Date of Award:
Doctor of Philosophy (PhD)
Special Education and Rehabilitation
Differences in the speech prosody, or ‚Äúmelody‚Äù of speech, of persons with autism spectrum disorder (ASD) have long been noted by researchers. Yet, despite many studies, researchers have not identified a universal description of speech prosody in ASD. It may be flat or monotonous, not different from typical, or overly variable. However, atypical speech prosody can immediately set someone apart from their peers. This distinction could negatively social, academic, and vocational interactions. For those persons with ASD whose speech prosody is different from typical and interferes with daily functioning, valid, reliable, and efficient assessments of speech prosody are needed. Currently, there are only three validated assessments for speech prosody specific to ASD and none of them are simultaneously valid, reliable, and efficient.
The purpose of this study was to design, validate, and establish sufficient reliability of a one-item, 7-point continuous rating scale for screening the speech prosody of children with ASD. Additionally, I investigated whether a brief, online training would improve reliability. The rating scale ranged from 1 (monotonous) to 7 (overly variable). Thirty-five 30-second audio clips from previous studies were chosen from children with ASD and neurotypical development. Three expert speech-language pathologists (SLPs) selected clips for the end and mid points of the scale and developed ‚Äúgold standard‚Äù ratings. A total of 42 ASHA-certified SLPs with experience in treating children with ASD rated 20 of the audio clips at two time points. Twenty of the SLPs participated the online training prior to rating.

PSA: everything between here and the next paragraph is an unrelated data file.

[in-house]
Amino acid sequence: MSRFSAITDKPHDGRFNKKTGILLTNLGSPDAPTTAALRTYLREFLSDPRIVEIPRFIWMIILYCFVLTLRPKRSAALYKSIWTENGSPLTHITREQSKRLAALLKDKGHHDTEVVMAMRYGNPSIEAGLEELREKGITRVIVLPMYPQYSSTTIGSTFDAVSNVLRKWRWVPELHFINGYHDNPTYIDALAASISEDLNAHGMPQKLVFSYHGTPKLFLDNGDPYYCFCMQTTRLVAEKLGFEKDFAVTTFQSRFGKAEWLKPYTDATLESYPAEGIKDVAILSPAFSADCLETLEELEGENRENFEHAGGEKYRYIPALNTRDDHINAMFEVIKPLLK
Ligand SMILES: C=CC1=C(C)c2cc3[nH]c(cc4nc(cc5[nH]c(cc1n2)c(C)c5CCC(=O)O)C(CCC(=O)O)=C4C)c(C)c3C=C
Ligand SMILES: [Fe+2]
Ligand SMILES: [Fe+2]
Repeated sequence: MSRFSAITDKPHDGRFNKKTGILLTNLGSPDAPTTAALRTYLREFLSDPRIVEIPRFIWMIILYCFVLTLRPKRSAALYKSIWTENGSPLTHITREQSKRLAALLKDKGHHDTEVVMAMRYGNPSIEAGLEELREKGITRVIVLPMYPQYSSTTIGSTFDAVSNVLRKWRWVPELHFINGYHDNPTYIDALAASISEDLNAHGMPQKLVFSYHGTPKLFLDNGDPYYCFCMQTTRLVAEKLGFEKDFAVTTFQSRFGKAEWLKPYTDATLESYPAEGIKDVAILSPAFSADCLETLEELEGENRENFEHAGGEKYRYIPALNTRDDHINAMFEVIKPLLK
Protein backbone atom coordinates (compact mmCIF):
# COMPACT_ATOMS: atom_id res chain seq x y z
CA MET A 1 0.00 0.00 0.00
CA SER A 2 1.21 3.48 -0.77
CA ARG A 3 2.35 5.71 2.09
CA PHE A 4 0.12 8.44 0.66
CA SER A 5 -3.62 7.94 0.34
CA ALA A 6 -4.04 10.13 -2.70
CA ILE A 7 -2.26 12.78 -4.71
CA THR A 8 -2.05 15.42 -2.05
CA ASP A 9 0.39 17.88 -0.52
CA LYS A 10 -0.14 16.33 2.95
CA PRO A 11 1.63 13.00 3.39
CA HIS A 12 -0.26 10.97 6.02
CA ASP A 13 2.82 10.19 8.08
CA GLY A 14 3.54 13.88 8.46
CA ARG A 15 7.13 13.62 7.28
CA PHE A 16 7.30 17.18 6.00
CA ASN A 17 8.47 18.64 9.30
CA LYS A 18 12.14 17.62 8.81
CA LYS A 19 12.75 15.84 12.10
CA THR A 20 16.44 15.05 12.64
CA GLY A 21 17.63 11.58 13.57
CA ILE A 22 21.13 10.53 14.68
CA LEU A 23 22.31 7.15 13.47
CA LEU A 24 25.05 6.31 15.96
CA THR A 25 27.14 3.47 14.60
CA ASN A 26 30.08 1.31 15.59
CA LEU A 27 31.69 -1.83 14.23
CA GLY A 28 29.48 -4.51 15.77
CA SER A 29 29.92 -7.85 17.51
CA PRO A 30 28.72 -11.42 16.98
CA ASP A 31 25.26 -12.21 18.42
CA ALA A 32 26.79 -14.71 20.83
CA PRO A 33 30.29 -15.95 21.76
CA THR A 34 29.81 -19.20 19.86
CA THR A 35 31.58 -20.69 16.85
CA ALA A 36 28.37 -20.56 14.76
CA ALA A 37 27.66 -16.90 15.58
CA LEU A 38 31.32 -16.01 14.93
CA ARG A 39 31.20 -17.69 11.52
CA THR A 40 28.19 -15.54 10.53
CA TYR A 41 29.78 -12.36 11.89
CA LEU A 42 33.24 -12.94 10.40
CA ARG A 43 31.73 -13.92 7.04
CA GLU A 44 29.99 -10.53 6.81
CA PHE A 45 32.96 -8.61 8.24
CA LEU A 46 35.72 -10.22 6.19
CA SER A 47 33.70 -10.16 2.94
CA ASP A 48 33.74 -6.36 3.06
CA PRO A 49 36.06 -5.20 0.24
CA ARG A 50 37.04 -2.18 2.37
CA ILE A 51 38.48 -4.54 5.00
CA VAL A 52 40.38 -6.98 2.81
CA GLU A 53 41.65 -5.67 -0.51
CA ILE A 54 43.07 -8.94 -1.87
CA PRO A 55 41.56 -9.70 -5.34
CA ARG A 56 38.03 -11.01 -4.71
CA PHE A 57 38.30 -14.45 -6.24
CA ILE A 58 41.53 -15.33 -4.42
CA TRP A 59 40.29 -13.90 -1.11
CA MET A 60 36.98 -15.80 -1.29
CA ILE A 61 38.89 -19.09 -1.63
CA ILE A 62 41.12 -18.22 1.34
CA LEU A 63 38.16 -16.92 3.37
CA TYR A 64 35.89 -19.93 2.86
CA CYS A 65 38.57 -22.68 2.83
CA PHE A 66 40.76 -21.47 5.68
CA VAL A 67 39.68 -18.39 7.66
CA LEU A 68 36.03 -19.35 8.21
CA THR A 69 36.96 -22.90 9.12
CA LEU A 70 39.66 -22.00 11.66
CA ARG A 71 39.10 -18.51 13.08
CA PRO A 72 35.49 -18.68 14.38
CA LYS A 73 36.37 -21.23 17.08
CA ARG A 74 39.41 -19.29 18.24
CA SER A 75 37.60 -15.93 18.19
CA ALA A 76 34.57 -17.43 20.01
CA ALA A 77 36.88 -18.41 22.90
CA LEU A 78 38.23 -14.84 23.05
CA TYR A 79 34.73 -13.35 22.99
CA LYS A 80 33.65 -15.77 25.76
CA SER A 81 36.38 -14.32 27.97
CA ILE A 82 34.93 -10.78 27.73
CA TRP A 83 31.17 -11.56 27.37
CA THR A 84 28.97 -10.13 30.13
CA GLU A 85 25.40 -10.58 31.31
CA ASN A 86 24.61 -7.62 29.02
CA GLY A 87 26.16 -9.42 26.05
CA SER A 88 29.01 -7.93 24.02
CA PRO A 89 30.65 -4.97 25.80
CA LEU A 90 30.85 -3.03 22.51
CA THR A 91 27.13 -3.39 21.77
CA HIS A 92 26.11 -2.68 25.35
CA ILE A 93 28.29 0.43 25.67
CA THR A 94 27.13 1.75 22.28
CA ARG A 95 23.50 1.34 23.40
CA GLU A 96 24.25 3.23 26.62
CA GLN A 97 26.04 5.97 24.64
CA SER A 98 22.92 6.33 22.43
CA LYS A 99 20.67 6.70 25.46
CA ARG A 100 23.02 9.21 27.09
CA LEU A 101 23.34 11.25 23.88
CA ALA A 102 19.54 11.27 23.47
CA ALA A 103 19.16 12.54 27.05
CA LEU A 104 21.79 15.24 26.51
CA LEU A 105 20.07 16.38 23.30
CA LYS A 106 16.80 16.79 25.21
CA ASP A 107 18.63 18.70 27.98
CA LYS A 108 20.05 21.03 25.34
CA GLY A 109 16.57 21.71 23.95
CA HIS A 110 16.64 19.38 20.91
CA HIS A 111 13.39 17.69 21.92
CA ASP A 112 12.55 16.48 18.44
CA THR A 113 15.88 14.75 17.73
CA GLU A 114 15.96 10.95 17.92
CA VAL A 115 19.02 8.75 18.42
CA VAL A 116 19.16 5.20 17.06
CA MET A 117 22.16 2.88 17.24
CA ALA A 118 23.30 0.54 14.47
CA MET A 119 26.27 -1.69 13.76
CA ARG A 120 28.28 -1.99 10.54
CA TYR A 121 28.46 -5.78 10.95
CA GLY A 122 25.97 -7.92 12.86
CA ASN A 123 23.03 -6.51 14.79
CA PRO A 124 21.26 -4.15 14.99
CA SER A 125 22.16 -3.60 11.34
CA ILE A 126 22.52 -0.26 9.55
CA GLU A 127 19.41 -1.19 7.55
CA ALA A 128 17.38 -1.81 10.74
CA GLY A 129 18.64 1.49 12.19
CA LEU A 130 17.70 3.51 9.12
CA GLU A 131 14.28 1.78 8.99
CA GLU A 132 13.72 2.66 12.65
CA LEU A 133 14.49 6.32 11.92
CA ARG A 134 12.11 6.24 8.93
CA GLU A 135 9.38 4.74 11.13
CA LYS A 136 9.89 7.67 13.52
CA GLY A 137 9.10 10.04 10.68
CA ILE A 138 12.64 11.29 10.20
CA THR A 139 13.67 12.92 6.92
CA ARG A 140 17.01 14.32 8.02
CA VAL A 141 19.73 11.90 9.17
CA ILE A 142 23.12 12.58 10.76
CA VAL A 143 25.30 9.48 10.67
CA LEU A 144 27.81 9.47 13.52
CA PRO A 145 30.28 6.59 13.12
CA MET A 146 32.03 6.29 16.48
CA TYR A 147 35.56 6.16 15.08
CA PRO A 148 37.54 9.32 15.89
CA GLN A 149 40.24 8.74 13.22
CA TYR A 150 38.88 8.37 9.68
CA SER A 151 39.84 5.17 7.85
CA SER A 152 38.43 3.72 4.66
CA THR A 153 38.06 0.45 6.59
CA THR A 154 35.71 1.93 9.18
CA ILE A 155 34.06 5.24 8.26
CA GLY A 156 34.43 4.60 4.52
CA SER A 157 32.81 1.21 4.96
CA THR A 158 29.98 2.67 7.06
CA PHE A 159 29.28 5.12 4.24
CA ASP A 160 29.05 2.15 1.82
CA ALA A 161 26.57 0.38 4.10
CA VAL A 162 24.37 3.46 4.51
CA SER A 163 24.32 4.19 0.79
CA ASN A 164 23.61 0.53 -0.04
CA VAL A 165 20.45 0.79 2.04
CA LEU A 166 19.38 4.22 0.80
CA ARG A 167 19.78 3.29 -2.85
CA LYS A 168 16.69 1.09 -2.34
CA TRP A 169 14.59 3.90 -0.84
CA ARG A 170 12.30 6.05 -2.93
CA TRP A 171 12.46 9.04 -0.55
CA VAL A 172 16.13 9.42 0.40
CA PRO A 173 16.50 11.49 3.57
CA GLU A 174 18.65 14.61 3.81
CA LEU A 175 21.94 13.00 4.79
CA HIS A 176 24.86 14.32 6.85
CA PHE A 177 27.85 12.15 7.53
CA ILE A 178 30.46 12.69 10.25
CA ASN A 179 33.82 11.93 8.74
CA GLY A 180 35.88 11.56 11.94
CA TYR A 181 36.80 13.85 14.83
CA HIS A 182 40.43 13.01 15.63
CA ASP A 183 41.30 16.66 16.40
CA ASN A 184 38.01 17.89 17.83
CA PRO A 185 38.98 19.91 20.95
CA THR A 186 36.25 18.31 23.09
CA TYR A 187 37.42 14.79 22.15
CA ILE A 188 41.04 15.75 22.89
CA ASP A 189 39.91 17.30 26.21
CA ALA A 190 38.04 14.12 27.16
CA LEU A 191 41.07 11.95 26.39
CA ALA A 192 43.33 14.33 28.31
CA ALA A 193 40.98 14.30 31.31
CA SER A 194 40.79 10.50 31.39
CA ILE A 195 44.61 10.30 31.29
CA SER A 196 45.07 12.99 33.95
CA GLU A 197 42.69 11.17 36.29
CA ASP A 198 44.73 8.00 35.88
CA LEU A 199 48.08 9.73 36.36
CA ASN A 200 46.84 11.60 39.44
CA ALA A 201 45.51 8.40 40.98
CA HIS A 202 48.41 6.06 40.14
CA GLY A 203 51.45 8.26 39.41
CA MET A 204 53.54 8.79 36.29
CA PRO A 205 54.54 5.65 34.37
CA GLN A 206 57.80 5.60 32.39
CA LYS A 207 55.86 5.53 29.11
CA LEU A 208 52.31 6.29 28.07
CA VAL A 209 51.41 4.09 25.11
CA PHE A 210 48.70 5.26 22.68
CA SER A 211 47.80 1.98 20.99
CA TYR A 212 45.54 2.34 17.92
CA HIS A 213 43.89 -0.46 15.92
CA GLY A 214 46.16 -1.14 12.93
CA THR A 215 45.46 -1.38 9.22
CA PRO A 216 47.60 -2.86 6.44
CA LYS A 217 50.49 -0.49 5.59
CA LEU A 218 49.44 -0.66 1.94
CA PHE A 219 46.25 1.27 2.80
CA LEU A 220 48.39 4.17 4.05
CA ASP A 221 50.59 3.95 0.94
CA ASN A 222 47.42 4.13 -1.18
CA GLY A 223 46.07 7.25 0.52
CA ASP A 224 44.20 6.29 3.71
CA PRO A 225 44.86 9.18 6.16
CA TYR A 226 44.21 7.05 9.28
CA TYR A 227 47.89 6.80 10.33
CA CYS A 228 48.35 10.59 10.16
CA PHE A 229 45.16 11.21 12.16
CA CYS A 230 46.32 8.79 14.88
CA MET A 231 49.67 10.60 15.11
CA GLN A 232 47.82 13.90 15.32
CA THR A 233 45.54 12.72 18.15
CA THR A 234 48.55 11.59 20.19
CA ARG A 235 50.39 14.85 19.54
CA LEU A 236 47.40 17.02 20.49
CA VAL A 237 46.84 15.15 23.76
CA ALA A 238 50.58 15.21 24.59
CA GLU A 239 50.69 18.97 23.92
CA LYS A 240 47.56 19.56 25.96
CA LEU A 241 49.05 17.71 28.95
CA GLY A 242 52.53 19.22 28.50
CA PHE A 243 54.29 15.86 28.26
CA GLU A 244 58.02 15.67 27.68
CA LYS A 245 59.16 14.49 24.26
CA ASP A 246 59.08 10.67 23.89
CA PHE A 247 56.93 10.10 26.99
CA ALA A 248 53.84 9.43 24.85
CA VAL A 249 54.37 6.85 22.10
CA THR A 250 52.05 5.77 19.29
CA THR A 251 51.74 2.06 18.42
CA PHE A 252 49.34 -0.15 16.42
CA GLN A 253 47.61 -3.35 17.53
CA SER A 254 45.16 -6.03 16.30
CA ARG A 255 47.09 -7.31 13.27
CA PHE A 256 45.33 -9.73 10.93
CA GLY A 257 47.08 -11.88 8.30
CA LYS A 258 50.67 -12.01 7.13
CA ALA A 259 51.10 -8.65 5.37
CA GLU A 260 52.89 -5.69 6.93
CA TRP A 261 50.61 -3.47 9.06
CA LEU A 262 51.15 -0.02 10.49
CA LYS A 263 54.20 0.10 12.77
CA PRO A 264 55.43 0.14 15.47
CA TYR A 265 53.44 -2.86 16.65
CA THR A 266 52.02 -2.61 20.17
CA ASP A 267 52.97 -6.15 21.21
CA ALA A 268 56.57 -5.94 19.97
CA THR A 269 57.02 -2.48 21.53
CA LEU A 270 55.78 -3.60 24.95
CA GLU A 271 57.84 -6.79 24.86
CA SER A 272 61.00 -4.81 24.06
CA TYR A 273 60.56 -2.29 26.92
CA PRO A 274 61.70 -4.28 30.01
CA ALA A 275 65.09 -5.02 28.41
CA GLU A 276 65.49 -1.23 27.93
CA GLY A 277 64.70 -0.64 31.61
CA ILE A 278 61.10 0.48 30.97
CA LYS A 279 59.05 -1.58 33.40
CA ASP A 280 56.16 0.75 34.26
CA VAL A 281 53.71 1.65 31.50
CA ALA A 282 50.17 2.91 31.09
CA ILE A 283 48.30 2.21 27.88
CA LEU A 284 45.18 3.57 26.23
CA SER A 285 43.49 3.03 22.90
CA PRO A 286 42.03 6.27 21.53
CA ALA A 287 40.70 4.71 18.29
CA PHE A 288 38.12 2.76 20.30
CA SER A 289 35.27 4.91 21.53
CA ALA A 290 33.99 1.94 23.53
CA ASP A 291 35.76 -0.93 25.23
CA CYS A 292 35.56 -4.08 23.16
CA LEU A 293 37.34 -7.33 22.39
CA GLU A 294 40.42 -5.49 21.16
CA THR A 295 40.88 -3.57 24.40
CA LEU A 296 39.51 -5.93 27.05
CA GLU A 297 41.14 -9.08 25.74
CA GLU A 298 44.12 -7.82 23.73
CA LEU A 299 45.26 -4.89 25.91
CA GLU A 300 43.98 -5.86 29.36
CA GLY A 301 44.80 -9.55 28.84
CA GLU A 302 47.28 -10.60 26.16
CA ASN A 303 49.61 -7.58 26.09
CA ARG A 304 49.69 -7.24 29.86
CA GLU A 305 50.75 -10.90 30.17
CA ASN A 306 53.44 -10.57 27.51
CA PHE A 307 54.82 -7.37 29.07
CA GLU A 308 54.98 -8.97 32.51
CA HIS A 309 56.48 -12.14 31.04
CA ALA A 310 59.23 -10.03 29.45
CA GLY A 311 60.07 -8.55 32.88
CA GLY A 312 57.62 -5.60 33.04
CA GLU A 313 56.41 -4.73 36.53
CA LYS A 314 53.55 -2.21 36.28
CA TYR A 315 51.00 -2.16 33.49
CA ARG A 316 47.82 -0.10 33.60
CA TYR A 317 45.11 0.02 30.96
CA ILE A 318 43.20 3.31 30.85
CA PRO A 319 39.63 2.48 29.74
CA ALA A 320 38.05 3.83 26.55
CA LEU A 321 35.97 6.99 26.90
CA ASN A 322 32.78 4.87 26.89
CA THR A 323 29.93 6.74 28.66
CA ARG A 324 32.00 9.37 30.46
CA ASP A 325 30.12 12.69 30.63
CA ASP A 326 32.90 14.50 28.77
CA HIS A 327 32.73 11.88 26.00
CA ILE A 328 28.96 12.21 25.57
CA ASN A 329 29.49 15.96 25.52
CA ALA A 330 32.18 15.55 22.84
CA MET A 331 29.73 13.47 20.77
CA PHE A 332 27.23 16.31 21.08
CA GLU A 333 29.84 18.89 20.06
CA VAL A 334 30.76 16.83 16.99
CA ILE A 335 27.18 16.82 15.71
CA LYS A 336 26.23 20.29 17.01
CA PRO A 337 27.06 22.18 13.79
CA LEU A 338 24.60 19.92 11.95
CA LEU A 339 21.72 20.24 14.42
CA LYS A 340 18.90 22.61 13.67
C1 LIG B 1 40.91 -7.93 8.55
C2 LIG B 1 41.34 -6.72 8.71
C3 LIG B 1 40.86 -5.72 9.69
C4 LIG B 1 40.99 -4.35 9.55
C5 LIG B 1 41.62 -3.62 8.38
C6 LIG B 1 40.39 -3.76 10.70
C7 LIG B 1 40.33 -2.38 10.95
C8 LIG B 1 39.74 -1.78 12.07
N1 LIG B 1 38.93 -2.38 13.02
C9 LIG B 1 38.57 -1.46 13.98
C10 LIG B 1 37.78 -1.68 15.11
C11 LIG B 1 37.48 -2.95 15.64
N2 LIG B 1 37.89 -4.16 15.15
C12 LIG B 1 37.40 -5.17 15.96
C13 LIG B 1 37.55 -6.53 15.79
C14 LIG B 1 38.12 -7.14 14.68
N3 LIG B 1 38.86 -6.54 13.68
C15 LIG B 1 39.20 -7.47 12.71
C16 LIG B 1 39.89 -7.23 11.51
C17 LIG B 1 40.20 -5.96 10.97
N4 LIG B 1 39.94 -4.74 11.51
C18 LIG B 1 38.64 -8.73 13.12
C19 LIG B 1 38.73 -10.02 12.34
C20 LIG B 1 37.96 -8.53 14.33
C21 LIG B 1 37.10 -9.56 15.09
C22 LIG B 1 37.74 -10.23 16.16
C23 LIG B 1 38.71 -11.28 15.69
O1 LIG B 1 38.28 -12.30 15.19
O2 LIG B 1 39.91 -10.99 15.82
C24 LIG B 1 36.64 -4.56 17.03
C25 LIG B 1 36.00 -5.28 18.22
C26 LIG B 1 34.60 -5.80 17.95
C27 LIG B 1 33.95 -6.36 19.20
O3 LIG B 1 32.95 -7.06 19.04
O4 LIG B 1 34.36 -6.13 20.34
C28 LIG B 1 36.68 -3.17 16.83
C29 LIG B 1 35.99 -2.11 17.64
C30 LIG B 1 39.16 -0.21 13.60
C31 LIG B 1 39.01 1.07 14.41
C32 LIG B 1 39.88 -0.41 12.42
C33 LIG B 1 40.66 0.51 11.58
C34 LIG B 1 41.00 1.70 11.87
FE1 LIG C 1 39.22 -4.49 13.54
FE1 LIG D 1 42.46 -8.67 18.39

Analyses were conducted using linear mixed-effects modeling, which were built using a research-question, theory-based modeling approach. Results indicated moderate levels of reliability, except for intra-rater reliability in the trained group, which was good (ICC = 0.76). The results also partially supported the validity of the scale; however, this prosody rating scale requires further study and development before wide use.
Holbrook, Sarai S., "Validation of a Brief Prosody Rating Scale for Children with Autism Spectrum Disorder" (2020). All Graduate Theses and Dissertations. 7830.
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